On any given day in Austin, joggers circle Town Lake and countless students zip through Gregory Gym to complete daily workouts. Soon we will find out which one of them are the fittest of the fit.
This year, Austin Fit Magazine is upgrading their “10 Fittest” contest and launching a competition to find the 10 fittest people in the city through a variety of tests that measure strength, endurance and overall physical fitness. The two-day event will take place on June 9 and 10 at Camp Mabry.
Austin Fit magazine editor-in-chief Melanie Moore said the annual August issue is centered around the city’s 10 fittest people each year, but in the past, candidates were selected by popular vote rather than designated fitness tests.
“Austin is the fittest city in the country, and we hope the test demonstrates this empirically,” she said. “This year, the [competitors] will prove their fitness, as will Austin.”
Aspiring fitness prodigies will compete in 10 events including a 40-yard dash, pull-ups, burpees and a 1-mile run, which Moore said help test the concept of functional training.
“Functional training is all the muscles working together to accomplish something,” she said. “And that’s what these tests are designed around. Somebody may not be able to do one pull-up, and that’s okay. They could do really well in something else.”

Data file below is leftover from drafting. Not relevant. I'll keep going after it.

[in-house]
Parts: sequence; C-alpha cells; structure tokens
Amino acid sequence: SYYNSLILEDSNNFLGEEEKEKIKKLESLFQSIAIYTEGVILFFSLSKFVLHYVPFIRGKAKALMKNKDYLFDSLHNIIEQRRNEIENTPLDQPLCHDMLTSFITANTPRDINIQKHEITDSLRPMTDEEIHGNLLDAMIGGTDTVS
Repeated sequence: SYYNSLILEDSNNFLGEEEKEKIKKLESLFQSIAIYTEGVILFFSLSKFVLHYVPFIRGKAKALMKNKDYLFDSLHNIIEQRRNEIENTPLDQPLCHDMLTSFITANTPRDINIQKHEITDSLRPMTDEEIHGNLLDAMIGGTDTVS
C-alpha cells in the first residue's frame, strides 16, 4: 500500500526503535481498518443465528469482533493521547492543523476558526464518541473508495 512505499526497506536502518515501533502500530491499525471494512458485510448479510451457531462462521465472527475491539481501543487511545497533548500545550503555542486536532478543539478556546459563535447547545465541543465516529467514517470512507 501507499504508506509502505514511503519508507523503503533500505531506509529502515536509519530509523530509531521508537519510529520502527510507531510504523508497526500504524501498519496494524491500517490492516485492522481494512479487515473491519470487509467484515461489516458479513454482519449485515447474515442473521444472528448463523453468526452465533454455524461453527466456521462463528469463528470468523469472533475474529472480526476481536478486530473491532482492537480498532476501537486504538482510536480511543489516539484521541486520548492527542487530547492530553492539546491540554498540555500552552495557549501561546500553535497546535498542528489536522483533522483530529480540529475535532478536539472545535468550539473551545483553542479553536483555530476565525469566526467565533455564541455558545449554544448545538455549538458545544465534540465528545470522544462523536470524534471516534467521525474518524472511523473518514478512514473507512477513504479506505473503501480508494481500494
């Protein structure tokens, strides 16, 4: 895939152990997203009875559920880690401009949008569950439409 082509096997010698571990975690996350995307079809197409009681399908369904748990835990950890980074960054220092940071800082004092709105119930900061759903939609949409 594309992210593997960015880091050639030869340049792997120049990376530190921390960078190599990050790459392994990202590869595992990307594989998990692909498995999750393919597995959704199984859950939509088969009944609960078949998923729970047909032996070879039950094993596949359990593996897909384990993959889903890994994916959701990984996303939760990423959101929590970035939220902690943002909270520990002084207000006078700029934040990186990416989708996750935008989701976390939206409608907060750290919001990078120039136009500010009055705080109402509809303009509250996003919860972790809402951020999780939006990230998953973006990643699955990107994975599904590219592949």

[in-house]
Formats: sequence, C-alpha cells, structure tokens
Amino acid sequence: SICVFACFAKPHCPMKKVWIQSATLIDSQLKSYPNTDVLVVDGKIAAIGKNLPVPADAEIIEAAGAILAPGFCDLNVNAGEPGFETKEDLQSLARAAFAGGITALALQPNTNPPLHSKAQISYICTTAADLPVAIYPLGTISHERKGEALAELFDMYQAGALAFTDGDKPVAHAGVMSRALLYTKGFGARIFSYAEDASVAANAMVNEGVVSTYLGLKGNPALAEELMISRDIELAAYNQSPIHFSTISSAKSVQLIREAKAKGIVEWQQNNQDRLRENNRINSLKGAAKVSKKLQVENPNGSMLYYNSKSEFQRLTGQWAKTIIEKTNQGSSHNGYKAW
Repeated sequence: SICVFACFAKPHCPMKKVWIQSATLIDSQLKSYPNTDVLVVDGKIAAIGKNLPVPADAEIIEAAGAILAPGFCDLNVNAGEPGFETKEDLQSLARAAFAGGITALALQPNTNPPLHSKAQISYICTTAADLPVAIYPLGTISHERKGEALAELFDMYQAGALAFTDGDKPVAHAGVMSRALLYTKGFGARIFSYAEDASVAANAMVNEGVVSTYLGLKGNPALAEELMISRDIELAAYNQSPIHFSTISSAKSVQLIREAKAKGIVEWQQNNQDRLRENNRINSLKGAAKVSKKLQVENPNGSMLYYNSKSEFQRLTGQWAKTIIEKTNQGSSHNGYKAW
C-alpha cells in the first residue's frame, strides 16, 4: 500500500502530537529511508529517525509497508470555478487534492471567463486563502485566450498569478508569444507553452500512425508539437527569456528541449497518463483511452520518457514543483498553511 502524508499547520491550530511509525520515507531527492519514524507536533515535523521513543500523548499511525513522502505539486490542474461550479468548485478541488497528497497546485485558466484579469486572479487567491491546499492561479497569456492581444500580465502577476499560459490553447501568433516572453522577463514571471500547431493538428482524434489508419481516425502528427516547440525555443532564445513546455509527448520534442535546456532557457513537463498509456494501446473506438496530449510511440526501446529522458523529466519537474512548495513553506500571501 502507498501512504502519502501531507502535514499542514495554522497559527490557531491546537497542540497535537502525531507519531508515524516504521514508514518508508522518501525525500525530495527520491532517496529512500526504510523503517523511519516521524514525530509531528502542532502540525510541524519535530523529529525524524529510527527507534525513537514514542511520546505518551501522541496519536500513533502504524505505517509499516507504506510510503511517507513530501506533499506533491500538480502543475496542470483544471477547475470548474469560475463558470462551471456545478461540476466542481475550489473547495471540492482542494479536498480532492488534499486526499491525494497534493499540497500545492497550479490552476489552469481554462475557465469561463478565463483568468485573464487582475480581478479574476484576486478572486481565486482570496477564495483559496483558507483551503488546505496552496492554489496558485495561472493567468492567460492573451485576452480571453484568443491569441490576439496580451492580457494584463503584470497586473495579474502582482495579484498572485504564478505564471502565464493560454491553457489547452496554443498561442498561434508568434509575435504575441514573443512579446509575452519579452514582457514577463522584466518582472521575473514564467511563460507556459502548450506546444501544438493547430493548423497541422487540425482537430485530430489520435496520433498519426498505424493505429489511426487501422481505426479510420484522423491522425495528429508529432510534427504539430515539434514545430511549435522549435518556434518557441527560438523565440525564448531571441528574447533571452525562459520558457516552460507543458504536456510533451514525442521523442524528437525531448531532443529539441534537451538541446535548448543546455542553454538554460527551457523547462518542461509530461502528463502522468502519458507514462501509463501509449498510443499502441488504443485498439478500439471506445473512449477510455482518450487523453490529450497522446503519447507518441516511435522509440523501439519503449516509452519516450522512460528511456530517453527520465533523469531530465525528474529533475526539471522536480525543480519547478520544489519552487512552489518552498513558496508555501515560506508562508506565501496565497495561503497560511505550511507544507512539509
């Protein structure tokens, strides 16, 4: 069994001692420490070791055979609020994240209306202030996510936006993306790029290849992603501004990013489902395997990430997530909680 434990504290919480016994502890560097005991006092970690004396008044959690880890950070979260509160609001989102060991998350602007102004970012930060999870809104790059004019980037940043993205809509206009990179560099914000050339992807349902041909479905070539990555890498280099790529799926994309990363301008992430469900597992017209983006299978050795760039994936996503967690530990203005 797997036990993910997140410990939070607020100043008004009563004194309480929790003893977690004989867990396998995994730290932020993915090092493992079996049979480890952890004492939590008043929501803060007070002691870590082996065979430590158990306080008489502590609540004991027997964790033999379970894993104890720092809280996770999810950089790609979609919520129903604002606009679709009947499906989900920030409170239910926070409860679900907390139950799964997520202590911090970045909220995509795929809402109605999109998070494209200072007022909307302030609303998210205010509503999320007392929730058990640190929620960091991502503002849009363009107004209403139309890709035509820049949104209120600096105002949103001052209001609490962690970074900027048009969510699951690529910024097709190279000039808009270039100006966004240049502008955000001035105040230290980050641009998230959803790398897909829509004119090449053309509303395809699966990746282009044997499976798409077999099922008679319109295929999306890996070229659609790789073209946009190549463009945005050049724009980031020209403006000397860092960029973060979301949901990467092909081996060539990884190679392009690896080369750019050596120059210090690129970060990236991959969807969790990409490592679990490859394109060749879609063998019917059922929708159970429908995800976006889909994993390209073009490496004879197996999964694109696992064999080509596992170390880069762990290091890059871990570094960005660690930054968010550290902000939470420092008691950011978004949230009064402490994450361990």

The test is also designed to attract fitness lovers of all ages, especially those beyond the typical 20-something competitors, Moore said.
“We’re trying to be inclusive about the whole thing,” she said. “We wanted to encourage people of all ages and lifestyles to live a more healthy and fit lifestyle.”
Each age group will have a maximum of 100 competitors with 50 males and 50 females, Moore said, and the tests are scored based on a standard so competitors will be able to compare results from year-to-year.
The competition will also showcase celebrated local athletes as well as hold a team competition, she said. Winners will be featured in the August edition of the magazine and will receive awards.
In a fit city, UT parallels the region’s emphasis on exercise and general health consciousness, said Fitness Institute of Texas director Phil Stanforth.
“I feel like the University does a great job,” he said. “I think in general, people have a pretty good idea of what their fitness level is, and students have so many options to exercise.”
UT RecSports Fitness and Wellness coordinator Betsy Baker said the University’s emphasis on fitness reflects a larger trend throughout the city.
“I think the nature of Austin itself really contributes to the amount of participation in our classes and fitness in general,” she said. “There are so many opportunities to get active, whether it’s hiking through the mountains or running around Town Lake.”
For Moore, the August issue’s focus on the competition offered a chance for her to try out the fitness tests herself, she said.
“When we got out there, it was like a grown-up field day,” she said. “It’s fun to try it. It’s not an endurance thing, like a marathon or a triathlon. I prefer to play, and this is like play.”
Moore also said she hopes Austinites will be inspired by the fitness tests to continue to train and improve overall health long after the winners have been crowned.
“It’s about living a healthy life every day, not just training for a long run and then sitting on the couch each day after that,” she said. “We hope it will be a very fun event for people to come out to.”
Updated 4/22/12 at 11:07 p.m.: awards are not 'financial'
Printed on Friday, April 20, 2012 as: Magazine launches competition to find fittest Austinite